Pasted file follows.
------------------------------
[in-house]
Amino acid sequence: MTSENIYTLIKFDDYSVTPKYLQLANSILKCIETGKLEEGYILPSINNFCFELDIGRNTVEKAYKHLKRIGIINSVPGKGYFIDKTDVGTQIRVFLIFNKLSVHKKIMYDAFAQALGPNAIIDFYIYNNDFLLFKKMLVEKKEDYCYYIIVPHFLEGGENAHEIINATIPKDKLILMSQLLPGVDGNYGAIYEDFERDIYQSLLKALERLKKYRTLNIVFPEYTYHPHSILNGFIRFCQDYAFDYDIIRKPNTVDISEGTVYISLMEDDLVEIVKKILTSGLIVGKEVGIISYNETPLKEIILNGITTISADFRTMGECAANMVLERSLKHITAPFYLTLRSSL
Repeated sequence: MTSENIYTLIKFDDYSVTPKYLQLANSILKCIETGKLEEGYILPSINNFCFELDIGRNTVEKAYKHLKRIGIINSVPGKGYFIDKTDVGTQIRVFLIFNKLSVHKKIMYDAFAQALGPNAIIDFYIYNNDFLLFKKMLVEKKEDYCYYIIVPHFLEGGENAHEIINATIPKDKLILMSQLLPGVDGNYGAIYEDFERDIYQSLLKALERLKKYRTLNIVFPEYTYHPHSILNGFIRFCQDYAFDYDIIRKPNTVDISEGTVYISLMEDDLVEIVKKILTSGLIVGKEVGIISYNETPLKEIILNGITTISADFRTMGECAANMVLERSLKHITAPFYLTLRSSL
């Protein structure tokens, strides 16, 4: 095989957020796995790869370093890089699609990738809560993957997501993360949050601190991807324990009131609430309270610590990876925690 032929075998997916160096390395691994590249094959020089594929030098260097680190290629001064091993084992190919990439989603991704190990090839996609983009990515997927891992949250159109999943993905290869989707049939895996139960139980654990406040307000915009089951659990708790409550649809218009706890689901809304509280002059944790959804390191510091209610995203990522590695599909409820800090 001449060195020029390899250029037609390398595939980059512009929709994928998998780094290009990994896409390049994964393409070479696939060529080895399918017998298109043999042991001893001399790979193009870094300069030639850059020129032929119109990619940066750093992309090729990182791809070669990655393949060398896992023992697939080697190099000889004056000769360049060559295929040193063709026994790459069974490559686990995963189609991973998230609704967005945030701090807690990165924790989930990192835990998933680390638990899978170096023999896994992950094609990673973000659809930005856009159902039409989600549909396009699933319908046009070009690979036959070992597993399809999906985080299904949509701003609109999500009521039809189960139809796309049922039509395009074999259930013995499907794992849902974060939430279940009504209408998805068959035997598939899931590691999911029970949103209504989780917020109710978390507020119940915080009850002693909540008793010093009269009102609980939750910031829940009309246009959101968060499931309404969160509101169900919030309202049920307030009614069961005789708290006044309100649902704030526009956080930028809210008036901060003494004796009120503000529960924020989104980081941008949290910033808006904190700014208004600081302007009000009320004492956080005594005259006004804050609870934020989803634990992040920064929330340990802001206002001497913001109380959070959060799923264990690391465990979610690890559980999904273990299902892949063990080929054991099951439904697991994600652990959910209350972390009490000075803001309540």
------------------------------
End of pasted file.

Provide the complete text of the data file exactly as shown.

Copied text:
[in-house]
Amino acid sequence: MTSENIYTLIKFDDYSVTPKYLQLANSILKCIETGKLEEGYILPSINNFCFELDIGRNTVEKAYKHLKRIGIINSVPGKGYFIDKTDVGTQIRVFLIFNKLSVHKKIMYDAFAQALGPNAIIDFYIYNNDFLLFKKMLVEKKEDYCYYIIVPHFLEGGENAHEIINATIPKDKLILMSQLLPGVDGNYGAIYEDFERDIYQSLLKALERLKKYRTLNIVFPEYTYHPHSILNGFIRFCQDYAFDYDIIRKPNTVDISEGTVYISLMEDDLVEIVKKILTSGLIVGKEVGIISYNETPLKEIILNGITTISADFRTMGECAANMVLERSLKHITAPFYLTLRSSL
Repeated sequence: MTSENIYTLIKFDDYSVTPKYLQLANSILKCIETGKLEEGYILPSINNFCFELDIGRNTVEKAYKHLKRIGIINSVPGKGYFIDKTDVGTQIRVFLIFNKLSVHKKIMYDAFAQALGPNAIIDFYIYNNDFLLFKKMLVEKKEDYCYYIIVPHFLEGGENAHEIINATIPKDKLILMSQLLPGVDGNYGAIYEDFERDIYQSLLKALERLKKYRTLNIVFPEYTYHPHSILNGFIRFCQDYAFDYDIIRKPNTVDISEGTVYISLMEDDLVEIVKKILTSGLIVGKEVGIISYNETPLKEIILNGITTISADFRTMGECAANMVLERSLKHITAPFYLTLRSSL
């Protein structure tokens, strides 16, 4: 095989957020796995790869370093890089699609990738809560993957997501993360949050601190991807324990009131609430309270610590990876925690 032929075998997916160096390395691994590249094959020089594929030098260097680190290629001064091993084992190919990439989603991704190990090839996609983009990515997927891992949250159109999943993905290869989707049939895996139960139980654990406040307000915009089951659990708790409550649809218009706890689901809304509280002059944790959804390191510091209610995203990522590695599909409820800090 001449060195020029390899250029037609390398595939980059512009929709994928998998780094290009990994896409390049994964393409070479696939060529080895399918017998298109043999042991001893001399790979193009870094300069030639850059020129032929119109990619940066750093992309090729990182791809070669990655393949060398896992023992697939080697190099000889004056000769360049060559295929040193063709026994790459069974490559686990995963189609991973998230609704967005945030701090807690990165924790989930990192835990998933680390638990899978170096023999896994992950094609990673973000659809930005856009159902039409989600549909396009699933319908046009070009690979036959070992597993399809999906985080299904949509701003609109999500009521039809189960139809796309049922039509395009074999259930013995499907794992849902974060939430279940009504209408998805068959035997598939899931590691999911029970949103209504989780917020109710978390507020119940915080009850002693909540008793010093009269009102609980939750910031829940009309246009959101968060499931309404969160509101169900919030309202049920307030009614069961005789708290006044309100649902704030526009956080930028809210008036901060003494004796009120503000529960924020989104980081941008949290910033808006904190700014208004600081302007009000009320004492956080005594005259006004804050609870934020989803634990992040920064929330340990802001206002001497913001109380959070959060799923264990690391465990979610690890559980999904273990299902892949063990080929054991099951439904697991994600652990959910209350972390009490000075803001309540």